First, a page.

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elliptic +‎ -al, from Ancient Greek ἐλλειπτικός (elleiptikós), from ἐλλείπω (elleípō, I leave out, omit).


  • (UK) IPA(key): /ɪˈlɪp.tɪk.əl/
  • (US) IPA(key): /ɪˈlɪp.tɪ.kəl/, /əˈlɪp.tɪ.kəl/
  • (file)


elliptical (comparative more elliptical, superlative most elliptical)

  1. In a shape of, or reminding of, an ellipse; oval.
    • 1876, “Chapter XIX”, in Edward Roth, transl., All Around the Moon:
      Having admitted that the projectile was describing an orbit around the moon, this orbit must necessarily be elliptical; science proves that it must be so.
  2. Of, or showing ellipsis; having a word or words omitted.
    • 1940, Edmund Wilson, To the Finland Station:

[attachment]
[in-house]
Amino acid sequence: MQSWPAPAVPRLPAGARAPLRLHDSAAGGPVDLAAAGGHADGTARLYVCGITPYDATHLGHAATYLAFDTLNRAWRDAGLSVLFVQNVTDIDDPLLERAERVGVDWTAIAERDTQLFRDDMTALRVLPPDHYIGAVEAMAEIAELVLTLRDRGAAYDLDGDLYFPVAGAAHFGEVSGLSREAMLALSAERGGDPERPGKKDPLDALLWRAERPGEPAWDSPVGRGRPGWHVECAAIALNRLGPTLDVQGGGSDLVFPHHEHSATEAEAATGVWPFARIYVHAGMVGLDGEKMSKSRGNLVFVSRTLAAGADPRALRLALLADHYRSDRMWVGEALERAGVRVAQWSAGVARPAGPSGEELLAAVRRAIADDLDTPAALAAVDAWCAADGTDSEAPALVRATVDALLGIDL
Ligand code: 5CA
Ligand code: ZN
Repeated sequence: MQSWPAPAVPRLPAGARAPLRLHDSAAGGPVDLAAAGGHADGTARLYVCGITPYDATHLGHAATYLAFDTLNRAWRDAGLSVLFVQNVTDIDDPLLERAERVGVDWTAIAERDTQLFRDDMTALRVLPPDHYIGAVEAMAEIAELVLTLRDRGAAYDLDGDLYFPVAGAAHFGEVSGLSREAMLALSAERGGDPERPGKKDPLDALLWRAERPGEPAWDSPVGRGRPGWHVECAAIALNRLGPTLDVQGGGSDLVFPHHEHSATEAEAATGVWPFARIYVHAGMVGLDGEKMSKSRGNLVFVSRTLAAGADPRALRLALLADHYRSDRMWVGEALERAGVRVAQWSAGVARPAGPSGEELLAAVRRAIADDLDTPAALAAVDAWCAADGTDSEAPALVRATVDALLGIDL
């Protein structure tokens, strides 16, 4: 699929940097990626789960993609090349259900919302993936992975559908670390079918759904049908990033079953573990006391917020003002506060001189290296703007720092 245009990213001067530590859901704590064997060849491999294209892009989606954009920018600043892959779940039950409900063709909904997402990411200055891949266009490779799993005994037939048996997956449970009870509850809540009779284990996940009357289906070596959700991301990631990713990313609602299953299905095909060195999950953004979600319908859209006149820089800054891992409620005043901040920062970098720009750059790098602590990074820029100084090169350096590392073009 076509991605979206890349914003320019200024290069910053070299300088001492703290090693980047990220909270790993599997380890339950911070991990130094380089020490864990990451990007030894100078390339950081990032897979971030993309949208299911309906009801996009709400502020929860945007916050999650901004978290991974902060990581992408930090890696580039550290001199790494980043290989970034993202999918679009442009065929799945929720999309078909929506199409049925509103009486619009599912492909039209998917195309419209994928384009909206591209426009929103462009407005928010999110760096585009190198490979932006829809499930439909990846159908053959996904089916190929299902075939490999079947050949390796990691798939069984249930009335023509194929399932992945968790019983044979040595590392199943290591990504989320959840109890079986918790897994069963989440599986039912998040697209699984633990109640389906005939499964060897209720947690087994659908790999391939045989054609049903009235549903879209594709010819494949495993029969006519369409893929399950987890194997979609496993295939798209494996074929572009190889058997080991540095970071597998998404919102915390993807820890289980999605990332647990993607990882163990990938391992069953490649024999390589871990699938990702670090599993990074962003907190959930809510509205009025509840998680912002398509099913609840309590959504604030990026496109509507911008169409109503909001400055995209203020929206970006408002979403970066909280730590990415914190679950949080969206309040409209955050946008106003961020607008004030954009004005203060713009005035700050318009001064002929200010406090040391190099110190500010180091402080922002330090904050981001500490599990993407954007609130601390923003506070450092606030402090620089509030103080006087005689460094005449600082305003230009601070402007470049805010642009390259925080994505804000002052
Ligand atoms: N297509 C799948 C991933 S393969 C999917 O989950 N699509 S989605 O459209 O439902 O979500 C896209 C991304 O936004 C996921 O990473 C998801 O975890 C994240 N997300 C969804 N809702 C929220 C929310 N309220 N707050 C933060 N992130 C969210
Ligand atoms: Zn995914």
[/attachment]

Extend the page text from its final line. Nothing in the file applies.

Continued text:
If he is sometimes elliptical and obscure, it is because he has so much to tell us.
  3. (of speech) Concise, condensed.
    • 1903, Gilbert Keith Chesterton, “Chapter VI”, in Robert Browning:
      Browning's dark and elliptical mode of speech, like his love of the grotesque, was simply a characteristic of his, a trick of his temperament, and had little or nothing to do with whether what he was expressing was profound or superficial.
    • early 20th century, O. Henry, The Making of a New Yorker:
      He was called a tramp; but that was only an elliptical way of saying that he was a philosopher, an artist, a traveller, a naturalist and a discoverer.
  4. (mathematics, rare) Elliptic.

Usage notes[edit]

  • In botanical usage, elliptic(al) refers only to the general shape of the object (usually a leaf), independently of its apex or margin (and sometimes the base), so that an "elliptic leaf" may very well be pointed at both ends. A three-dimensional elliptical object is ellipsoid, while an object that is not a perfectly stretched circle is ovoid or obovoid.


Derived terms[edit]



elliptical (plural ellipticals)

  1. (astronomy) An elliptical galaxy.
  2. An elliptical trainer.